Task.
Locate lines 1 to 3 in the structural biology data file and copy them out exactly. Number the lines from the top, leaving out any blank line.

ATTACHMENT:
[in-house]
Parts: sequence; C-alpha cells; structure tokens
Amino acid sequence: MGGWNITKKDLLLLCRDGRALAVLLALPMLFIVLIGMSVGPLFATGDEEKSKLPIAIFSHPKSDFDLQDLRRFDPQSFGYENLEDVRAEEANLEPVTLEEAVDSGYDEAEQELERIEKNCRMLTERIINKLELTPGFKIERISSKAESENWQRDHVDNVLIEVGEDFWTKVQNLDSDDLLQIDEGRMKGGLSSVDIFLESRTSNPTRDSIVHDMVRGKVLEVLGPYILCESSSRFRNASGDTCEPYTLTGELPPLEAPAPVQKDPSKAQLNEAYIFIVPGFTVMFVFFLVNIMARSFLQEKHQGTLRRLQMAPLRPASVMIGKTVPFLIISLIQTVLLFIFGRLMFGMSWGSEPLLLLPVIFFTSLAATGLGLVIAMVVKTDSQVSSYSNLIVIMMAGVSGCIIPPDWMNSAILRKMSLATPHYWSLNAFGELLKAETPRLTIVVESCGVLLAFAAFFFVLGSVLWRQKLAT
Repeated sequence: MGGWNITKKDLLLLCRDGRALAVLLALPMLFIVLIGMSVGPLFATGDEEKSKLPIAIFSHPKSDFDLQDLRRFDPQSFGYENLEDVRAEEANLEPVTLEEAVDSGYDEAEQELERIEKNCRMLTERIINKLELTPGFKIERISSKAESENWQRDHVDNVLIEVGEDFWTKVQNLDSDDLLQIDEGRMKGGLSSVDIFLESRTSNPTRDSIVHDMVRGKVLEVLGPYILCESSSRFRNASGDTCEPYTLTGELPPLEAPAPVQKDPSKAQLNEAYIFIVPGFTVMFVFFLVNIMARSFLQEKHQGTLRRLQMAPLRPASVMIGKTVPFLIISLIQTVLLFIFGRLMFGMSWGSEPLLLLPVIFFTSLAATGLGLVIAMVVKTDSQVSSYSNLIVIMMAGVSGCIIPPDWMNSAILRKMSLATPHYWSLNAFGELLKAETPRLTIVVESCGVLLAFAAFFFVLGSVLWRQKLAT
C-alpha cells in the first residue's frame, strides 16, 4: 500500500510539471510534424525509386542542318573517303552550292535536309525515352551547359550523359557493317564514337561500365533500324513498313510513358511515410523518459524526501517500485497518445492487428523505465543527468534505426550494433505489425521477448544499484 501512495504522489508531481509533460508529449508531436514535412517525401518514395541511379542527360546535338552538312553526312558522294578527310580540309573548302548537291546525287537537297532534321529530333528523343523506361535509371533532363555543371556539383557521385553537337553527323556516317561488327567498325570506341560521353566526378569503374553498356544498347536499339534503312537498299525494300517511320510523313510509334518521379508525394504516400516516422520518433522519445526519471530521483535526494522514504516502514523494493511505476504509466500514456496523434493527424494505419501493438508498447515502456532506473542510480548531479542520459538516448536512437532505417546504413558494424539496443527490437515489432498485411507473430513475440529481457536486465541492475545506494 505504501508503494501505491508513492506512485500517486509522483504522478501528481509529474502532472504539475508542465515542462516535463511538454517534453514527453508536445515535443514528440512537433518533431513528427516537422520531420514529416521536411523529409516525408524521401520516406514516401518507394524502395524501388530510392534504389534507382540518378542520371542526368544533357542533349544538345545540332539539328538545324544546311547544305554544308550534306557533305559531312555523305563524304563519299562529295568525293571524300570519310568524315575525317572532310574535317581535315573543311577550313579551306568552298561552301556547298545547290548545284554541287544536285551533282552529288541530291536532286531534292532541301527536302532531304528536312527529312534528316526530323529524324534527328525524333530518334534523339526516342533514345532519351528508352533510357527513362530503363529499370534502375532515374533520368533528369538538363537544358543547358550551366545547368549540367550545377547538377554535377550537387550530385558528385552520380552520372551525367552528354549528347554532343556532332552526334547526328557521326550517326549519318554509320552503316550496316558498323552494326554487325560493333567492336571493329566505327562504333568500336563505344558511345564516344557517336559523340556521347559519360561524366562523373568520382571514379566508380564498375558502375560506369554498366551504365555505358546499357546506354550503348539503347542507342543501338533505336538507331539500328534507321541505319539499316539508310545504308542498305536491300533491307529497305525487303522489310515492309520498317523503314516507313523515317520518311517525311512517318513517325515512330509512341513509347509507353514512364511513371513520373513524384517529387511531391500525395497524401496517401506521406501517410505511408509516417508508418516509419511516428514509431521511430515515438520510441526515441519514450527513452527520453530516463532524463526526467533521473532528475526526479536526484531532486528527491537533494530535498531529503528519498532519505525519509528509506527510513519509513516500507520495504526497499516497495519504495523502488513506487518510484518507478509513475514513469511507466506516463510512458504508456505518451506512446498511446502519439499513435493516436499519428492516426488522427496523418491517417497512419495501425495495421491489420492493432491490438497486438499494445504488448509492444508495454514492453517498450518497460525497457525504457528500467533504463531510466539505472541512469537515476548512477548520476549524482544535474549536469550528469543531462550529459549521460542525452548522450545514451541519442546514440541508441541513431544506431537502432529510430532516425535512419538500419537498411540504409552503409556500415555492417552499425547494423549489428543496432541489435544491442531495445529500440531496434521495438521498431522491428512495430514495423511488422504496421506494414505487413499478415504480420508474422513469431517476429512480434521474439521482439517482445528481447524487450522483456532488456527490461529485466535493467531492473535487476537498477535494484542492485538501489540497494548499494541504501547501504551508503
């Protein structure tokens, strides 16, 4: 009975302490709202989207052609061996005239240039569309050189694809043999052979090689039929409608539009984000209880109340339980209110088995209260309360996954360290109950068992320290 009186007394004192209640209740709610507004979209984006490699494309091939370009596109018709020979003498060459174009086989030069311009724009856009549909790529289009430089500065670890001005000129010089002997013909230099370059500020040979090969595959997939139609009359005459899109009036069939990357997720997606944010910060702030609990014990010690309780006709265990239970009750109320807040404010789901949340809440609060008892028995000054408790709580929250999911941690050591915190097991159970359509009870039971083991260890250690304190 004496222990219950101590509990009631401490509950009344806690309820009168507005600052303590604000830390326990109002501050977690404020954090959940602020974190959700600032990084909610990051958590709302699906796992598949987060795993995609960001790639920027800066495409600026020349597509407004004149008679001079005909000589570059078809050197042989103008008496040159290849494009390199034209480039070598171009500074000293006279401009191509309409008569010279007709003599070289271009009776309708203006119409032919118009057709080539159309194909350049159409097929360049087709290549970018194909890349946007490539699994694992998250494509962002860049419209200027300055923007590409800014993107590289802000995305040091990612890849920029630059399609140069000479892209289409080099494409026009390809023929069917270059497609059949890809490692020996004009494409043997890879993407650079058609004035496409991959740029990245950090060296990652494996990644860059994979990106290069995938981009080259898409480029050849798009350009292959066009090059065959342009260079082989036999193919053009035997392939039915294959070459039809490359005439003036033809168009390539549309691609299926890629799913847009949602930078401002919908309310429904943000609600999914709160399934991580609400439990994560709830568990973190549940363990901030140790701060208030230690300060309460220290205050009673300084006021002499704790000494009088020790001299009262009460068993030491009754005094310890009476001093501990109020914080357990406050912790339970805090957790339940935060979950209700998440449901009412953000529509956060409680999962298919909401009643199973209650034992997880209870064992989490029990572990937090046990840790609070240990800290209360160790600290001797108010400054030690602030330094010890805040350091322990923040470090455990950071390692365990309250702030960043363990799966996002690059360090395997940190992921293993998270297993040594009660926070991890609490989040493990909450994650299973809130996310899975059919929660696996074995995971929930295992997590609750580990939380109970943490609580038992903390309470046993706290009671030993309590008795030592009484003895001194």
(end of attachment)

[in-house]
Parts: sequence; C-alpha cells; structure tokens
Amino acid sequence: MGGWNITKKDLLLLCRDGRALAVLLALPMLFIVLIGMSVGPLFATGDEEKSKLPIAIFSHPKSDFDLQDLRRFDPQSFGYENLEDVRAEEANLEPVTLEEAVDSGYDEAEQELERIEKNCRMLTERIINKLELTPGFKIERISSKAESENWQRDHVDNVLIEVGEDFWTKVQNLDSDDLLQIDEGRMKGGLSSVDIFLESRTSNPTRDSIVHDMVRGKVLEVLGPYILCESSSRFRNASGDTCEPYTLTGELPPLEAPAPVQKDPSKAQLNEAYIFIVPGFTVMFVFFLVNIMARSFLQEKHQGTLRRLQMAPLRPASVMIGKTVPFLIISLIQTVLLFIFGRLMFGMSWGSEPLLLLPVIFFTSLAATGLGLVIAMVVKTDSQVSSYSNLIVIMMAGVSGCIIPPDWMNSAILRKMSLATPHYWSLNAFGELLKAETPRLTIVVESCGVLLAFAAFFFVLGSVLWRQKLAT